# I Expansion Rate of Cosmic Bubbles

1. Dec 10, 2017

### Thuring

I’ve understood that within the theory of Eternal Inflation the Bubble Universes that form from a drop of “vacuum” energy expand at the Speed of Light.

My question is:

Why would expansion be at the speed of light and not at a speed proportional to the level of vacuum energy still present in the bubble?

After all, I thought the extremely high vacuum energy was why the “original” mega-universe expands so super-duper quickly and why our bubble expanded so quickly until almost all the vacuum energy decayed and turned into normal mass and energy. Yet, the region of our universe further than the horizon is leaving us faster than light, relative to us, and will get faster.

2. Dec 10, 2017

### bapowell

The wall of the bubble expands at c; this is true even in static spacetimes. The expansion rate of the space inside the bubble is another matter, depending on the energy density of the bubble interior.

3. Dec 10, 2017

### Thuring

I'm don't understand how the inside and wall could expand at different rates.

4. Dec 10, 2017

### Orodruin

Staff Emeritus
You are confusing movement of the bubble wall (the bubble getting bigger due to the wall moving) with the metric expansion inside the bubble (the bubble getting bigger due to distances inside the bubble intrinsically expanding).

5. Dec 10, 2017

### Thuring

I believe I know what a metric is, essentially relative distances within the bubble (dS). Wouldn't this relative distance increase between any two points be , say, 1/2 of the wall speed? I would think that the metric expansion and wall expansion would be related. Am I comparing 3-D space with 4-D space?

There is an interesting concept here that I am missing.

6. Dec 10, 2017

### Orodruin

Staff Emeritus
No. As bapowell already said, these two are completely unrelated concepts. Nothing needs to "move" for the metric expansion inside (or outside) the bubble to take place. Nor does there need to be metric expansion for a bubble wall to expand.

7. Dec 11, 2017

### Staff: Mentor

That's the metric within the bubble. It's not the same as the metric outside the bubble.

It's best not to think of the bubble wall as having a "speed" at all in any global sense. The bubble wall is a null surface, because it's a causal boundary and any causal boundary has to be a null surface. (At least that's my understanding of this general class of models.) Since it's a null surface, it will move at the speed of light relative to any nearby observer; but that doesn't tell you anything about how the null surface is related to the spacetime geometry inside the bubble.

No, they aren't. Spacetime is curved. You are trying to apply intuitions that only work in flat spacetime.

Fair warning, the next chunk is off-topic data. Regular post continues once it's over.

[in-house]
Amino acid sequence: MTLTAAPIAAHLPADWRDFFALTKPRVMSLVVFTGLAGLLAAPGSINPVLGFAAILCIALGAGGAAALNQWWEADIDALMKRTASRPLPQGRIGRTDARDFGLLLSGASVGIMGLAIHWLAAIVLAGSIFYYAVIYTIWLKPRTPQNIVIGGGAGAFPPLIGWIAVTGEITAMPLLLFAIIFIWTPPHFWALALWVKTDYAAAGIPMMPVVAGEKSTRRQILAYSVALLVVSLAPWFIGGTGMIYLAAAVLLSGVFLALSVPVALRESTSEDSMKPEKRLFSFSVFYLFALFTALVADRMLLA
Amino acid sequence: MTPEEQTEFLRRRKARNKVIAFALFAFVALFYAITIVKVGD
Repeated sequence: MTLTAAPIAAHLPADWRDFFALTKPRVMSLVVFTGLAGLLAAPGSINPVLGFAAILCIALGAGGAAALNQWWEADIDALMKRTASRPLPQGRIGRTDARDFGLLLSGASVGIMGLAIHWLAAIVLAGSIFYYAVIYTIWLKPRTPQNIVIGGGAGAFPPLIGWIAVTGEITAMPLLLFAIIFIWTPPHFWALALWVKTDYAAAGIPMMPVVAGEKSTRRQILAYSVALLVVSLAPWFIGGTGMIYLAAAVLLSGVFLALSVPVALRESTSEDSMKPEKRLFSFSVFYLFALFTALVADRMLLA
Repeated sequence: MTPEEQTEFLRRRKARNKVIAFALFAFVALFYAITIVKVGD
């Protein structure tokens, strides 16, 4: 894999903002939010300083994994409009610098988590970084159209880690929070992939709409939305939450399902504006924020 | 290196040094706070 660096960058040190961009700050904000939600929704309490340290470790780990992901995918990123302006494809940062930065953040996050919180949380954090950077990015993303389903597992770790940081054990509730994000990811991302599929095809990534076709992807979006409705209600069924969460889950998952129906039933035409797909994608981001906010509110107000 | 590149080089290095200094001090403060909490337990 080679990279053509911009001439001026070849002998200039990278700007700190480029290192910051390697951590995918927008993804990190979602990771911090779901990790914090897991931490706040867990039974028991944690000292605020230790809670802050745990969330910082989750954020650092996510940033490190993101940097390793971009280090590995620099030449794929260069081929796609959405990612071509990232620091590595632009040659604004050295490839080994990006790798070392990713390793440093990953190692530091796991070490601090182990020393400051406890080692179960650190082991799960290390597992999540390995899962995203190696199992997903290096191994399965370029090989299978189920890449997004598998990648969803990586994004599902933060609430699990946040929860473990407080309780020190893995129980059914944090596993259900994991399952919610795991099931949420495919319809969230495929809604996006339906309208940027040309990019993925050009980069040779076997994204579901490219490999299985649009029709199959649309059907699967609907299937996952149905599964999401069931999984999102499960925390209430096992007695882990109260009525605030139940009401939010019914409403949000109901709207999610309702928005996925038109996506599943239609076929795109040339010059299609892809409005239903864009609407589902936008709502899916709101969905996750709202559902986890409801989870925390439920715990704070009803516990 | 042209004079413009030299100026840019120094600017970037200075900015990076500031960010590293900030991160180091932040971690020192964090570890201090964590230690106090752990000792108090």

8. Dec 11, 2017

### Thuring

So the metric expansion is a 4-D expansion; whereas the wall movement is a 3-D spacial (physical) expansion? The metric would be :-c2 dr2 = -c2 dt2 + a(t)2 d∑2 where a(t)2 d∑2 would be the physical wall expansion? For instance, the spacial portion may increase, but be compensated for by the time component.

Why would a null surface travel at the speed of light (if it's not getting too complex)?

(Yeah, intuitions seem to often fall apart with physics.... that's my favorite part.)

9. Dec 11, 2017

### Orodruin

Staff Emeritus
No. I do not understand where you got the notion of 3D or 4D expansion from, but it is not something that is standard nomenclature and you probably should not be using these terms. What would you mean by 4D expansion?

Both the expansion of the bubble itself and the metric expansion are physical. The bubble being a null surface means you can never get out of the bubble (the event horizon of a black hole is also a null surface although for different reasons).

From your posts I would say that you need to acquire a deeper understanding of space-time geometry before you can fully understand what is going on in this scenario.

10. Dec 11, 2017

### Thuring

X, Y, Z, time .... 4-D as in -c2 dr2 = -c2 dt2 + a(t)2 d∑2 Minkowski space-time
X, Y, Z 3-D as in ds = dx2 + dy2 + dz2 Euclidean space

11. Dec 11, 2017

### Orodruin

Staff Emeritus
I am sorry, this makes no sense. You still have not explained what you would mean by 4D expansion versus 3D expansion. Metric expansion has a precise mathematical meaning in GR. You cannot just throw nomenclature around without properly defining things.

12. Dec 11, 2017

### Thuring

I guess this is going to have to be answered at a later time.

I got most of what was said, but I don't know why what was said, was true. That extra step back is probably not simple, so that's why people stopped with a couple sentences.

I need further study.

What topic would this be called? For instance : Cosmology / Spacial Mathematics / ..... ???

Thanks for trying all

13. Dec 11, 2017

### Staff: Mentor

I said something more restricted than that. I said a null surface travels at the speed of light relative to any nearby observer. A more technical way of putting this would be that, in any local inertial frame that contains a segment of the null surface, the surface moves at the speed of light--because that's what "null" means in a local inertial frame (since in a LIF things work just like in SR, and in SR a null surface obviously travels at the speed of light).

However, this concept of "speed" is only meaningful within a single LIF. There is no meaningful notion of "speed" in a curved spacetime that applies globally, which means there's no meaningful notion of "speed" for the bubble wall that applies everywhere inside the bubble. So if, for example, our actual universe is a bubble inside an eternally inflating region, we are not anywhere near the bubble wall (because if we were we would observe it), and therefore there is no meaningful notion of "speed" of the bubble wall relative to us.